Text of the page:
Three Minutes With Ronda McLaughlin

3 min

RONDA McLAUGHLIN

County employee

Ronda McLaughlin, 57, of Enterprise isn’t a Wallowa County native, and although she and Wallowa Countian John McLaughlin always planned to retire here, she enjoyed her life in other places.

Ronda went to school in Burley, Idaho, and graduated from high school in 1979 before going on to junior college in Hemet, Calif.

She went into banking in California and built a career that took her from teller to loan officer in Boise, Idaho.

One day a coworker and she took a trip from Boise to the Miner’s Jubilee in Baker City, and there she met John McLaughlin. She and John married a year later and settled in Wallowa County, where she got her real estate license with Wallowa Mountain Properties and created the property management arm of the business while husband, John, worked as a life-size welder at Valley Bronze.

They moved back to Boise in 1995 when their children, Cameron, (now 26) and Blake (now 25) were young because Wallowa County was going through hard times, there was talk of consolidating the school districts, and they became concerned about their children’s education.

Back in Boise, Ronda managed the Boise City ADA County Housing Authority Section 8 division while John worked in the maintenance department.

She branched out from there, doing real estate and managing a manufactured housing company sales center while John worked as a trucker delivering the homes.

Although they had meant to return to Wallowa County after retirement, the death of her sister-in-law, Maryann McLaughlin, helped them make the decision to come back in 2017.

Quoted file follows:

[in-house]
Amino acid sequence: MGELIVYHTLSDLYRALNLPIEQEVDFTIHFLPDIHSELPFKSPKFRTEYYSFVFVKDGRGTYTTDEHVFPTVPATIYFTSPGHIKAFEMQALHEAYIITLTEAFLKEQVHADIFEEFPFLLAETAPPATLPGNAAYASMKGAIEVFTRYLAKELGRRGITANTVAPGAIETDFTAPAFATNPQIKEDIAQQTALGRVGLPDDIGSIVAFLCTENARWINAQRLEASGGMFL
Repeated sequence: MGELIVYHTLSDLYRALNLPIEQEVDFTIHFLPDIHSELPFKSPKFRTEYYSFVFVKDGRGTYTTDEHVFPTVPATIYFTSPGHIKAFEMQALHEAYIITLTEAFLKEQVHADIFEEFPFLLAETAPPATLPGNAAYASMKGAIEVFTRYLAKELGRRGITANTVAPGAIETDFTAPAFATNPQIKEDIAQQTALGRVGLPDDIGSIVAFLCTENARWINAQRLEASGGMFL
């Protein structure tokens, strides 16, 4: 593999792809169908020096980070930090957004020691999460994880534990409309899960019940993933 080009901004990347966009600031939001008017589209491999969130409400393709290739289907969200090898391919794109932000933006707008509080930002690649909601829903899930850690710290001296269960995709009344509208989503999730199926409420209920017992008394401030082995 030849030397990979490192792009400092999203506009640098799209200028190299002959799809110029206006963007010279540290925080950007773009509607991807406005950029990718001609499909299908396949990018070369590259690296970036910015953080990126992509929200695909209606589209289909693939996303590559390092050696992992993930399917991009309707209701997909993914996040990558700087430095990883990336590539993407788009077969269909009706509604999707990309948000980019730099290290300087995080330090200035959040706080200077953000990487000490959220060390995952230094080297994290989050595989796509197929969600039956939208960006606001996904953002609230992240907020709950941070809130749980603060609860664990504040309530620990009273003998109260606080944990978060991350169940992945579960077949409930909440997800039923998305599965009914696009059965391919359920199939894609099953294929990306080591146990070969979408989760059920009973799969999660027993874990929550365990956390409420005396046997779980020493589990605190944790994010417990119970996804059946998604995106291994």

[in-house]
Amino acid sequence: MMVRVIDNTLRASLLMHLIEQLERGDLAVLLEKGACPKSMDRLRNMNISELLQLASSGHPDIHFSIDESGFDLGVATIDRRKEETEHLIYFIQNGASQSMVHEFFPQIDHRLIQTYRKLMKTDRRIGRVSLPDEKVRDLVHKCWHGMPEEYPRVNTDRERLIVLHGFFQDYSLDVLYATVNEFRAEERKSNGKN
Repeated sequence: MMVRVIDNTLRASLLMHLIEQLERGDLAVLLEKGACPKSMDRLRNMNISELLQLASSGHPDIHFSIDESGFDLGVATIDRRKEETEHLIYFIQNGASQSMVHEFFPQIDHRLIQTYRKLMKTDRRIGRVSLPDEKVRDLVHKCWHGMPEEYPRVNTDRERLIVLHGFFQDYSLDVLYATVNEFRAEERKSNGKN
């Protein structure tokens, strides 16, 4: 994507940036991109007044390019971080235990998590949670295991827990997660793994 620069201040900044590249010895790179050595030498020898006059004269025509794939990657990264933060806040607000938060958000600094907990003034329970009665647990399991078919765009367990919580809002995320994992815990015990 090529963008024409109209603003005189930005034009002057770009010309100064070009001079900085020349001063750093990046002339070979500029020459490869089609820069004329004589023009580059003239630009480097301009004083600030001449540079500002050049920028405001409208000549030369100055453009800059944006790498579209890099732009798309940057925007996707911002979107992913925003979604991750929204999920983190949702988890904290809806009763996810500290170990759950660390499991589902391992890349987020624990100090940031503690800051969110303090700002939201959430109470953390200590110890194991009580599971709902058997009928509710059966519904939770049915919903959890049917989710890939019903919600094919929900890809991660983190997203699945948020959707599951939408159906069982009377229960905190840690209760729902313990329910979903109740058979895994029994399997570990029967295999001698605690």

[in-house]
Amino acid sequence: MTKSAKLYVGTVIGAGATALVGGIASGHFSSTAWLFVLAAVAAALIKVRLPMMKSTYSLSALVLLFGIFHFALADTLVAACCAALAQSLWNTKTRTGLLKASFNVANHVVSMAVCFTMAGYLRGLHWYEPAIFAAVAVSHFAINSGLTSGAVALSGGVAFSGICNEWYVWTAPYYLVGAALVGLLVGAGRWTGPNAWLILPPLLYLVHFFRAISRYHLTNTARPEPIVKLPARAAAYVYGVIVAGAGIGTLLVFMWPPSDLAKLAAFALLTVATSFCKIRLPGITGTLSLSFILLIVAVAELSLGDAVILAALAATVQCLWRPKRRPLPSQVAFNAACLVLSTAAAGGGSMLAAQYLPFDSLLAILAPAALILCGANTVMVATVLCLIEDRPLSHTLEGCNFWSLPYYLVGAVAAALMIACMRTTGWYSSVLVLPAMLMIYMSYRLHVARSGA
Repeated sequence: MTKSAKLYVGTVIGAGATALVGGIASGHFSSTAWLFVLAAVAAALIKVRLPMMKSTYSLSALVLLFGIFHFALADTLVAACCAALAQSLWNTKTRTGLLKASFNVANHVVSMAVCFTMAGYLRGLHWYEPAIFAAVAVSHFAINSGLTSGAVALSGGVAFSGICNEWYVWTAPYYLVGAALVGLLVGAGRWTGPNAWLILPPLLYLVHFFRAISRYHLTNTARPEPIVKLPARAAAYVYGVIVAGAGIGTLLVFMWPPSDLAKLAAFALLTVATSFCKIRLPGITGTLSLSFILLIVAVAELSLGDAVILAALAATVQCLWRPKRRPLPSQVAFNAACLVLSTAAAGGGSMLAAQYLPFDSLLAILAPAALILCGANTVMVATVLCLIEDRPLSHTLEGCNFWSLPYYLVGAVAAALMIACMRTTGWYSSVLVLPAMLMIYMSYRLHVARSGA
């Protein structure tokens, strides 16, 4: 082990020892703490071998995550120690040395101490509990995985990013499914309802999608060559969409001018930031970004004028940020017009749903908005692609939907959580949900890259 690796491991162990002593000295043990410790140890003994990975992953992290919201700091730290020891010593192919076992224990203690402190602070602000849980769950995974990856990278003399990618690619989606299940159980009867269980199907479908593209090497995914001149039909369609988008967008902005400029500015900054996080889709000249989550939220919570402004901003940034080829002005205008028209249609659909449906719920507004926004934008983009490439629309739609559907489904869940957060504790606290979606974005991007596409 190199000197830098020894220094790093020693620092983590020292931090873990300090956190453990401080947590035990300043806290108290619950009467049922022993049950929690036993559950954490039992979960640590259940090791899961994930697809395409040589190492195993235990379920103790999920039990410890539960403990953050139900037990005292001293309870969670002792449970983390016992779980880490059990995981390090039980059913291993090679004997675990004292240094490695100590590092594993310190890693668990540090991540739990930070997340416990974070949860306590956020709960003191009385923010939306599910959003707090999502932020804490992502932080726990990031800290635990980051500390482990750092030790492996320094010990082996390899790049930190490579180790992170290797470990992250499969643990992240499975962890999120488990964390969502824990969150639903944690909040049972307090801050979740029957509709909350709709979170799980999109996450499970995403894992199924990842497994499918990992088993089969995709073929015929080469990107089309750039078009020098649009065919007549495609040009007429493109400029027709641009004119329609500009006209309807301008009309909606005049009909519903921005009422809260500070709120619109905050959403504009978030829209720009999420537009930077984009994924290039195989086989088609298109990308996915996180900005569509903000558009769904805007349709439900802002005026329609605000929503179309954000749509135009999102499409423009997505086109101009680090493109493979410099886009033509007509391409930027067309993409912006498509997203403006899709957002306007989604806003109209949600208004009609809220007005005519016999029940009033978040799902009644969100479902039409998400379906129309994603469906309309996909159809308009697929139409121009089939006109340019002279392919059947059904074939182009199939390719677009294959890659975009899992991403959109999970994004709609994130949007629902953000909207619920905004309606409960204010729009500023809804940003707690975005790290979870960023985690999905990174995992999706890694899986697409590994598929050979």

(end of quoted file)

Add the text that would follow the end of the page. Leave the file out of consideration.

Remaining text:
She now works for Wallowa County as a department specialist for Wallowa County Building Codes and Planning. John is still driving truck, now for Farm Supply Trucking of Enterprise.

The couple is committed to working with the Wallowa County Humane Society, where she is a board member. Ronda recently negotiated with Disney Studios to bring “Homeward Bound,” part of which was filmed in the area, to the OK Theatre for a showing March 31 to raise awareness of the work of the society.

Q. Why do you live in Wallowa County?

A. When I was a little kid, my grandpa always used to take me to Wallowa County, and I have a lot of childhood memories. We always planned to come back here when we retired. When I left Wallowa Mountain Properties, they kept my key for me, knowing I would return.

Q. What has Wallowa County taught you?

A. I have been constantly reminded that I’m not a local and that’s a pet peeve. It’s different for those that were born and raised here.

Q. Can you recall an early book you checked out of the library for yourself, and can you recommend a book you have read recently?

A. “Old Yeller” by Fred Gipson. I was in grade school. And of course I saw the film, too. Right now I’m reading “Unknown Predator,” which is written by a Wallowa County writer, A. Dru Kristenev, about a rancher fighting the tangle of government regulations. (Available at The Bookloft.)

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